Seldom does public attention follow taxation as it does now. As a result of the global economic crisis, due to the fiscal consolidations, taxation plays an increasingly important role within financial policy. The emergence and the extensive spread of taxes on the financial sector is one of the consequences of the global economic crisis. This paper deals with some theoretical connections of this change in taxation.
This paper analyses the impact of public debt level and its (un)sustainability on fiscal policy in Croatia in the 2001–2015 period. A switching regression approach is used to distinguish different regimes when government spending, i.e. fiscal policy has more or less impact on economic growth during different cycles. In the second part, the structural VAR model is used to analyse the dynamic effects of government spending on domestic demand in Croatia. To observe the public debt effects on a fiscal policy, a “closed” model is compared with an “extended” model which includes a debtto- GDP indicator. Results show a negative impact of recession on public debt sustainability and confirm the main thesis that public debt level significantly affects and reduces the effectiveness of fiscal policy in Croatia.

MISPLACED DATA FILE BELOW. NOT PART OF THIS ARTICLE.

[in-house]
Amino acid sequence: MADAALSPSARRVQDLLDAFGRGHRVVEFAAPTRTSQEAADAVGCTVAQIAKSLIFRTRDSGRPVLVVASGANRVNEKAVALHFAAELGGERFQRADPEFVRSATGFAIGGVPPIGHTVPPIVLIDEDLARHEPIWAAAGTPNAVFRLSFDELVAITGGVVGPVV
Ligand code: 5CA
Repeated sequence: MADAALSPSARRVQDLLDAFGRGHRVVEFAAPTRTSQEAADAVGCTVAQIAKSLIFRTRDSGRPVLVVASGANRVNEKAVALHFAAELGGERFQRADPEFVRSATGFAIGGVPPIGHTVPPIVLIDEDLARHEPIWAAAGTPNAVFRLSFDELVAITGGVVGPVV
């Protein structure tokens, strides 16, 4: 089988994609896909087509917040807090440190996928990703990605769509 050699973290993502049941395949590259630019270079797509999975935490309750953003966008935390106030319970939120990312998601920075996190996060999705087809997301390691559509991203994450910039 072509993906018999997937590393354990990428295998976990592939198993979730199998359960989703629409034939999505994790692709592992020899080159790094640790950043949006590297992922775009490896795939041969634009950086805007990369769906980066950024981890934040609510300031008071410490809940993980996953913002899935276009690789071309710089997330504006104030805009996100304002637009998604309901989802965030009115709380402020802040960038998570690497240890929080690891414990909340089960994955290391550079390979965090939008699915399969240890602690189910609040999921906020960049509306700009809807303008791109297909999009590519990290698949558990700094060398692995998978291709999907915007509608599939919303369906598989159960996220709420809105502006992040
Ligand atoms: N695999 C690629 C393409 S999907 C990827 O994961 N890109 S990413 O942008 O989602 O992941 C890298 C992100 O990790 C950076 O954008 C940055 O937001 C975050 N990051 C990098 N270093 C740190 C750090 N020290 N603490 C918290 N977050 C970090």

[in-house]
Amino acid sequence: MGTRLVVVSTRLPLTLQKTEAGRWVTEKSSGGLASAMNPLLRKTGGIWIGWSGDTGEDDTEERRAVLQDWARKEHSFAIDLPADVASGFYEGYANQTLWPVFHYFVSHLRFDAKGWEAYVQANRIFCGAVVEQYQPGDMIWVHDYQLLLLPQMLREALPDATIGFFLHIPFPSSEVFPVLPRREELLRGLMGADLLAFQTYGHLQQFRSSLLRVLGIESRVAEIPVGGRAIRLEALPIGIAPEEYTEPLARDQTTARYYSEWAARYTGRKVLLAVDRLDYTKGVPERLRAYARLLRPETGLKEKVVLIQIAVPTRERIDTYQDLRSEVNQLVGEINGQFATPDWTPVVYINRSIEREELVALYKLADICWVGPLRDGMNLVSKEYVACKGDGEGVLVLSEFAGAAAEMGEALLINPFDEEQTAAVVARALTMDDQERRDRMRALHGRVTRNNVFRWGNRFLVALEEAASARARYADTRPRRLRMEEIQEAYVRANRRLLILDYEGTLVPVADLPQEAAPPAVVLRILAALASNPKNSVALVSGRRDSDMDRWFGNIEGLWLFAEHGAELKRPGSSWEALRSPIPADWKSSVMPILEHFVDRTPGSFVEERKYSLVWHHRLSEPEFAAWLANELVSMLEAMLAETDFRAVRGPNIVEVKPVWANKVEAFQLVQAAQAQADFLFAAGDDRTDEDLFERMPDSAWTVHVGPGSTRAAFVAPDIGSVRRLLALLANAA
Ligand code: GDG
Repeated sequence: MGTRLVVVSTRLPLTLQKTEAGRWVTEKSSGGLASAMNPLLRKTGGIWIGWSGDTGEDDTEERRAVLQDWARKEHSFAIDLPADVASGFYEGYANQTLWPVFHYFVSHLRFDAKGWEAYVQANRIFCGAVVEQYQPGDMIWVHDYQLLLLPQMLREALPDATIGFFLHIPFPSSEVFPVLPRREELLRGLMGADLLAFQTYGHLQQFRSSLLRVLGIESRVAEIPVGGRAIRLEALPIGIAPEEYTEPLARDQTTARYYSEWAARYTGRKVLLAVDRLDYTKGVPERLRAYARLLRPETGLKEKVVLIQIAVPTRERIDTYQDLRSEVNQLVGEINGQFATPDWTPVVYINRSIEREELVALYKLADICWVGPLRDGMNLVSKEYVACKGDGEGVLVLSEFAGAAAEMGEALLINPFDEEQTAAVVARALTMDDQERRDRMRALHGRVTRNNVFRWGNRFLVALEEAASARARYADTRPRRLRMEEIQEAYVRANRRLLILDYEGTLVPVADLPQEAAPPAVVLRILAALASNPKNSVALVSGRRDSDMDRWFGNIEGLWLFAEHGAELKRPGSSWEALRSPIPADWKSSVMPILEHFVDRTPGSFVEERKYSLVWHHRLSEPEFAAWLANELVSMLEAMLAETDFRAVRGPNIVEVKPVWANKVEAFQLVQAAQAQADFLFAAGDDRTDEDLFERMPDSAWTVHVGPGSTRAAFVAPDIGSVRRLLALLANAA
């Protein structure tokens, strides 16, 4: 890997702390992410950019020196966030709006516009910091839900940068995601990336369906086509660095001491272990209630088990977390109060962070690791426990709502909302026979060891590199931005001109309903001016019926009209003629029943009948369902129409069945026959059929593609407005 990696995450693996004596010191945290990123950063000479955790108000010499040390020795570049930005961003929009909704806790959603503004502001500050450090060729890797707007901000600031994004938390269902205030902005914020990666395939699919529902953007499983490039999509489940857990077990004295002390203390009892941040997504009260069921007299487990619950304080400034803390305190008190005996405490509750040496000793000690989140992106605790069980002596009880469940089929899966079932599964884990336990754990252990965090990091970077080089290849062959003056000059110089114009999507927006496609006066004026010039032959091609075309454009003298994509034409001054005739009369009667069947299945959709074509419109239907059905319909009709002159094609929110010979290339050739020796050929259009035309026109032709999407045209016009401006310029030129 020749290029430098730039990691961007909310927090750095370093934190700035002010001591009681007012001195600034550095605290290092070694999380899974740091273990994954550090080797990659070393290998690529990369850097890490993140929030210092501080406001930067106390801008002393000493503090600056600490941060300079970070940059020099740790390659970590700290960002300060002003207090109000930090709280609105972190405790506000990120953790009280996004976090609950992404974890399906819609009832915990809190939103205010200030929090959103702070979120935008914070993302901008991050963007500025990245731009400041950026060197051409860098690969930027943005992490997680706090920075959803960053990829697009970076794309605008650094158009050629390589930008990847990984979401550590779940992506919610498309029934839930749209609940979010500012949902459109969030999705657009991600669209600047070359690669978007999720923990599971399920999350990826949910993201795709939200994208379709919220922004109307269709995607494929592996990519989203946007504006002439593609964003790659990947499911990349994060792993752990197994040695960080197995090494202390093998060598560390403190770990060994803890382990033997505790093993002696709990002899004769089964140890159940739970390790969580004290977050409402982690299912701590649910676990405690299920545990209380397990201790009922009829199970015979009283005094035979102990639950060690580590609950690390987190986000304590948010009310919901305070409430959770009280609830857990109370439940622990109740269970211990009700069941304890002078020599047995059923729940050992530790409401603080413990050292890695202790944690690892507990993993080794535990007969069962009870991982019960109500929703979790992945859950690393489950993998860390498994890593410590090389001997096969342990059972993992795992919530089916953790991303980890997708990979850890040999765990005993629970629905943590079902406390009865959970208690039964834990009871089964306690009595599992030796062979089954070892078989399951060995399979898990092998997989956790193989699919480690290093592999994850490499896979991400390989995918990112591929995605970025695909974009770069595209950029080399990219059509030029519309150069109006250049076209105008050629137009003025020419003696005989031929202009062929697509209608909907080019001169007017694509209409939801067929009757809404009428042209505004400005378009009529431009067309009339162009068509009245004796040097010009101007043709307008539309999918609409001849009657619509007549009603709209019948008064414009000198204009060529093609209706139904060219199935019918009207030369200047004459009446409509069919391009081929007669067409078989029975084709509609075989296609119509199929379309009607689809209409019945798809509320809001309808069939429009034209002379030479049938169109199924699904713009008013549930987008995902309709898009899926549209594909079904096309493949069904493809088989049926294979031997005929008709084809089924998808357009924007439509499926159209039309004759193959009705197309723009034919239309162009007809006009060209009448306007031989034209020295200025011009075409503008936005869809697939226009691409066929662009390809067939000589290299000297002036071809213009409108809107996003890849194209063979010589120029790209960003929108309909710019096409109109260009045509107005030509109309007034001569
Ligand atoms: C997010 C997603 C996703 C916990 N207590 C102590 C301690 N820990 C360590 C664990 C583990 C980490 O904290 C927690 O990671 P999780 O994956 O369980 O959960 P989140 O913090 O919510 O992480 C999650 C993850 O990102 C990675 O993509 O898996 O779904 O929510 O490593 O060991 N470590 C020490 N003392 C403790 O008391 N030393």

Most countries now share the prospect of an extended period of public fiscal austerity. Yet at the same time the demands for improved public services continues. This paper reviews the relationship between expenditure restraint and reform. It describes three broad strategies for achieving savings, noting that each has a different mixture of advantages and disadvantages. It then identifies four significant considerations that public service leaders will need to bear in mind as they decide their programs: timing, ethics, communications and legitimacy. The paper concludes with the observation that simultaneously tackling the needs for austerity